Over time, lawns develop a layer of thatch, which is dead organic material that builds up between the soil and the tops of the grass stems. This thatch layer can form a thick mat that blocks sunlight and rain from penetrating to the roots of the grass. Proper aeration can break up the thatch, allowing the roots to breathe. 

  • Improved air exchange between the soil and atmosphere.
  • Enhanced soil water uptake.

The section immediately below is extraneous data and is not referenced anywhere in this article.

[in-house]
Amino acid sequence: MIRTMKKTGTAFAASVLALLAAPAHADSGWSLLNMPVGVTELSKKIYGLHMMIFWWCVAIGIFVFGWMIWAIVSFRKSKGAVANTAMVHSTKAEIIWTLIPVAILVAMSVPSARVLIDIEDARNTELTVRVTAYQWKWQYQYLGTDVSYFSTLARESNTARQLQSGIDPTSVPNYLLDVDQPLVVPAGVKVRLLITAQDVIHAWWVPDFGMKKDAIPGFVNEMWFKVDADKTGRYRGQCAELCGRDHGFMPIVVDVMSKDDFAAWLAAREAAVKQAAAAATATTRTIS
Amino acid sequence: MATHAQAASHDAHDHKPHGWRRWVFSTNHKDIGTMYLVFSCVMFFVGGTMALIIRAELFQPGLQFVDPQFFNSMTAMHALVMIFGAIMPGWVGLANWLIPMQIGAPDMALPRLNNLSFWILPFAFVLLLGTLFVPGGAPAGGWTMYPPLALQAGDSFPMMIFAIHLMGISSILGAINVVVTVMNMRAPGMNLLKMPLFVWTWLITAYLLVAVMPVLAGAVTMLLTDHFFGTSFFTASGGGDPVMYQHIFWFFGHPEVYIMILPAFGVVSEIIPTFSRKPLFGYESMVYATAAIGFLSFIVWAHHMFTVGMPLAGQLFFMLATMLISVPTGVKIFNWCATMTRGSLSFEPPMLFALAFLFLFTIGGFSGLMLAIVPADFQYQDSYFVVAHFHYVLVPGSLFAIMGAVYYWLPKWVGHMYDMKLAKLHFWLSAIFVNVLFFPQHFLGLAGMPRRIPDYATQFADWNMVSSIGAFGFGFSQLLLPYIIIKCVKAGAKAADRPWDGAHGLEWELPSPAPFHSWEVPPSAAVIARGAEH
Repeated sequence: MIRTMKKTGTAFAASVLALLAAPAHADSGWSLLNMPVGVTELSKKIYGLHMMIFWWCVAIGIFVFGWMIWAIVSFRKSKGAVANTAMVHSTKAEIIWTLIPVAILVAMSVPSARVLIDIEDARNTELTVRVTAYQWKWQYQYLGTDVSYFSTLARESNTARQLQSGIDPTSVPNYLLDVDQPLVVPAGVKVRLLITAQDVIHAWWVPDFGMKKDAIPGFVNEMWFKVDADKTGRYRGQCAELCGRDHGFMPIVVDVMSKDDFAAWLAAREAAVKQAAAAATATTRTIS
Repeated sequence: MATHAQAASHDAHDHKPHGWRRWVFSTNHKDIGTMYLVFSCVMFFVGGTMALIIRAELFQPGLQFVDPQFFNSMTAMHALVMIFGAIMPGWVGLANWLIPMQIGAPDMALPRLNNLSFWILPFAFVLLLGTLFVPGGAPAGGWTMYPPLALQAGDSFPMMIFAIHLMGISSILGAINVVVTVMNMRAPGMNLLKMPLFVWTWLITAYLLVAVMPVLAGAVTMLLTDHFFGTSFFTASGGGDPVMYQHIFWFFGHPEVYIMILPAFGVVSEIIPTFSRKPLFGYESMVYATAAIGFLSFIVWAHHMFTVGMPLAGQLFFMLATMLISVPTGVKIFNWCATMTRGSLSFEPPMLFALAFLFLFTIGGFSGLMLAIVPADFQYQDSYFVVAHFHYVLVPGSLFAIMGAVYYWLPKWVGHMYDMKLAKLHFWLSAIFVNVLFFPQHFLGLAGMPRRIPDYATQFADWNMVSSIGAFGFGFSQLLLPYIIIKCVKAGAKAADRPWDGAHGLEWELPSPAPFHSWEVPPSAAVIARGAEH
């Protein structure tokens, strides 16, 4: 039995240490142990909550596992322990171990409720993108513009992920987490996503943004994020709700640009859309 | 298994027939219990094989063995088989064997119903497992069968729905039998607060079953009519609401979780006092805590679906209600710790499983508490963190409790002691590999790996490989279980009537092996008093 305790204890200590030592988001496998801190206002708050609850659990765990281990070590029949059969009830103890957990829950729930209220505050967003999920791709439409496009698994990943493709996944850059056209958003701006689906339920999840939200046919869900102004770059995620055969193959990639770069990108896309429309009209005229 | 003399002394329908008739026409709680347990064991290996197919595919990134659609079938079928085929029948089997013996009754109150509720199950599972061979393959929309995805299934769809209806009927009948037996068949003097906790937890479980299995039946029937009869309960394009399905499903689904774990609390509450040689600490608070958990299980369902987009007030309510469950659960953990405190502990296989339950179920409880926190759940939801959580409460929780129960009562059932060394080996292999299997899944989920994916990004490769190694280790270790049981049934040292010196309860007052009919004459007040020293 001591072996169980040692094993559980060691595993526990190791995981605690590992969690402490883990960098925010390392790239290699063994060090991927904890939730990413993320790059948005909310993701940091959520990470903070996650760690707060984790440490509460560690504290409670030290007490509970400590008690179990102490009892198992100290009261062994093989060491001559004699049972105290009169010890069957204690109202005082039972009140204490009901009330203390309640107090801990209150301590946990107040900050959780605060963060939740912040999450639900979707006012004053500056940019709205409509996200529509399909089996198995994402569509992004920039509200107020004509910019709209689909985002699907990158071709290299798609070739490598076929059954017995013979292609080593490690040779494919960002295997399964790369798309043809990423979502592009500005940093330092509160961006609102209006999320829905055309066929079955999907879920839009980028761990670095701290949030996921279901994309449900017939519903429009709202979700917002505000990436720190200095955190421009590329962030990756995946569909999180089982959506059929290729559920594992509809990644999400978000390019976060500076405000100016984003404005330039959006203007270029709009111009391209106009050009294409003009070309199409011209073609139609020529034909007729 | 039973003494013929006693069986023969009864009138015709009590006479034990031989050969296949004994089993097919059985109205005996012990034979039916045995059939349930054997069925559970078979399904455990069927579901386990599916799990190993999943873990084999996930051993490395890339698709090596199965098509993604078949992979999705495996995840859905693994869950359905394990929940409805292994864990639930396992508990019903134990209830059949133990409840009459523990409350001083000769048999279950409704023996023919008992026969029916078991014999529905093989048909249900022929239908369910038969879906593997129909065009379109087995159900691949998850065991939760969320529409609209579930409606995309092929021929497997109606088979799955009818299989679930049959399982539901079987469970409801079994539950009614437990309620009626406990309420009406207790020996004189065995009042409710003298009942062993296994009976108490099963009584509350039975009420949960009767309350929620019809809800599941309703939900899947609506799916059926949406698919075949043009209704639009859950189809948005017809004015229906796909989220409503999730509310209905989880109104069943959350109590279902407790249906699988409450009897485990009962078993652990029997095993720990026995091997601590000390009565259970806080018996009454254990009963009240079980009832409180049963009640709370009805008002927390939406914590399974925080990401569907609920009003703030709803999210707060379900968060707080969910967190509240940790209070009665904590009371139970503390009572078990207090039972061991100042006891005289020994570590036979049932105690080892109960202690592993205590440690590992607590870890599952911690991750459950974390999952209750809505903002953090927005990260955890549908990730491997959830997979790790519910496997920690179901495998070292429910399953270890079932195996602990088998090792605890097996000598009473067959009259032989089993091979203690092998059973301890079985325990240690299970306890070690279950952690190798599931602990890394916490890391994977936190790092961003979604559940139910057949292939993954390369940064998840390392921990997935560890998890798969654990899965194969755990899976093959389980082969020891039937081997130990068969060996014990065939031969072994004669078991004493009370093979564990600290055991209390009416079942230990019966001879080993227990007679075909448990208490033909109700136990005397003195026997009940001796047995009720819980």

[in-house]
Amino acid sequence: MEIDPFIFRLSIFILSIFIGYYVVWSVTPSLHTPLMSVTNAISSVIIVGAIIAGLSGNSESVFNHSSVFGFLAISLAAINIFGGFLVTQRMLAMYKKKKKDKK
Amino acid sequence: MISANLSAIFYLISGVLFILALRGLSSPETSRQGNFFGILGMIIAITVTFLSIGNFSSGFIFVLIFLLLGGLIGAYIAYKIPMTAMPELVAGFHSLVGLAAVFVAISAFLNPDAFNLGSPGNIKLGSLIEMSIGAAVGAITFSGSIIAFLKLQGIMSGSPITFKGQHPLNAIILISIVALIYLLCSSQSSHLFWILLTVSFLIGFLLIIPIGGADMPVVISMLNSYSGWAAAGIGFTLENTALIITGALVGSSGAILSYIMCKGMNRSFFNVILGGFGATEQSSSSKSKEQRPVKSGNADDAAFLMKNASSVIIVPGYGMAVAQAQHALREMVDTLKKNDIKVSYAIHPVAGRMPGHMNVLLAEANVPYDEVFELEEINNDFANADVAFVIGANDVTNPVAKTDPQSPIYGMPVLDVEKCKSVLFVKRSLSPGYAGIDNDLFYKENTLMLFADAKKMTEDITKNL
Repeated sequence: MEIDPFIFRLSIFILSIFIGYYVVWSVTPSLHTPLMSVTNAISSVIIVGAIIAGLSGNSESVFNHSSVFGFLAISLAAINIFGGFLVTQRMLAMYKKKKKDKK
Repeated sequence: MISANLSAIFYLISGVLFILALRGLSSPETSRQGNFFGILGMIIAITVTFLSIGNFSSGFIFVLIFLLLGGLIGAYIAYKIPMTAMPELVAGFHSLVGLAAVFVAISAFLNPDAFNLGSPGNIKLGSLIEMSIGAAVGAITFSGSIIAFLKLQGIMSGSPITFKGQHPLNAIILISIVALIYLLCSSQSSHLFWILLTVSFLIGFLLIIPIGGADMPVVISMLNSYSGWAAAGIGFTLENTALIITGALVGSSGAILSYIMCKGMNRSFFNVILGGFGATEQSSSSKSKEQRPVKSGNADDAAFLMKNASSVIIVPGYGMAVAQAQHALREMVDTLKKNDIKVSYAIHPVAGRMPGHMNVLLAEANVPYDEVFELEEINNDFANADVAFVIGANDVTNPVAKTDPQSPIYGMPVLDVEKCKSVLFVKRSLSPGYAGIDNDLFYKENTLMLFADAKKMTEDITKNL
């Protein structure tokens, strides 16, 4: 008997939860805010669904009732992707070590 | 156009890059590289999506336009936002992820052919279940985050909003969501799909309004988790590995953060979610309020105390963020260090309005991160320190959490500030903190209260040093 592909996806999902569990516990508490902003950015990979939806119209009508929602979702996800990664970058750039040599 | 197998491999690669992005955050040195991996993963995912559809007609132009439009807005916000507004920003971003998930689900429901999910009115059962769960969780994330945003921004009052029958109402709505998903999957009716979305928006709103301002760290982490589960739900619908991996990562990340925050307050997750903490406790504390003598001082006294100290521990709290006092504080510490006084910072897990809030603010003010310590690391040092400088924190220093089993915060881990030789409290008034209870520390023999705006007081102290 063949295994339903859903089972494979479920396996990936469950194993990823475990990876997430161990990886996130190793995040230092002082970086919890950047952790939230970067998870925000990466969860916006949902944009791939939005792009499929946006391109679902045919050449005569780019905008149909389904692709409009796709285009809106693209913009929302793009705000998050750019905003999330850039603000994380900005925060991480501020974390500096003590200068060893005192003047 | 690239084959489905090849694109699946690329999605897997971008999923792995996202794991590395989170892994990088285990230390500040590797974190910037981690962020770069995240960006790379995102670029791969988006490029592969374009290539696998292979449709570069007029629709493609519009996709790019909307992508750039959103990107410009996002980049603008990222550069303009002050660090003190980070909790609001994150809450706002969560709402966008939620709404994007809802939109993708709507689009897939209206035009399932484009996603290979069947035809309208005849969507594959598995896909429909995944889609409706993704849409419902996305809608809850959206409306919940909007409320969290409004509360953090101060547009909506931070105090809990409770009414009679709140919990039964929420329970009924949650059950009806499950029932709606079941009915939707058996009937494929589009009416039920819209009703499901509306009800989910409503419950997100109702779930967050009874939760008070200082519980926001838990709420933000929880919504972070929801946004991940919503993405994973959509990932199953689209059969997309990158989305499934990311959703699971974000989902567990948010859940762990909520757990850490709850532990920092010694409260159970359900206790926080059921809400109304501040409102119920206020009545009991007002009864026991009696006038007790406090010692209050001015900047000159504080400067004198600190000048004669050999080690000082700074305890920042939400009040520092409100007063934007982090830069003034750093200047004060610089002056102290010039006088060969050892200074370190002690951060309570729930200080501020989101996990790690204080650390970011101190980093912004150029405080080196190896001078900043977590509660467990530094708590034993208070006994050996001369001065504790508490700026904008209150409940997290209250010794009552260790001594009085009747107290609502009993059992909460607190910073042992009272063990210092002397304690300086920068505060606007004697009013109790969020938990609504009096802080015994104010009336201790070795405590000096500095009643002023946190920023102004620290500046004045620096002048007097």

• Improved fertilizer uptake and use.
  •  Reduced water runoff and puddling.
  •  Stronger turfgrass roots.
  •  Reduced soil compaction.
  •  Enhanced heat and drought stress tolerance.
  •  Improved resiliency and cushioning.
  • Enhanced thatch breakdown.

Spring and Fall Aeration 

Is your lawn gasping for air?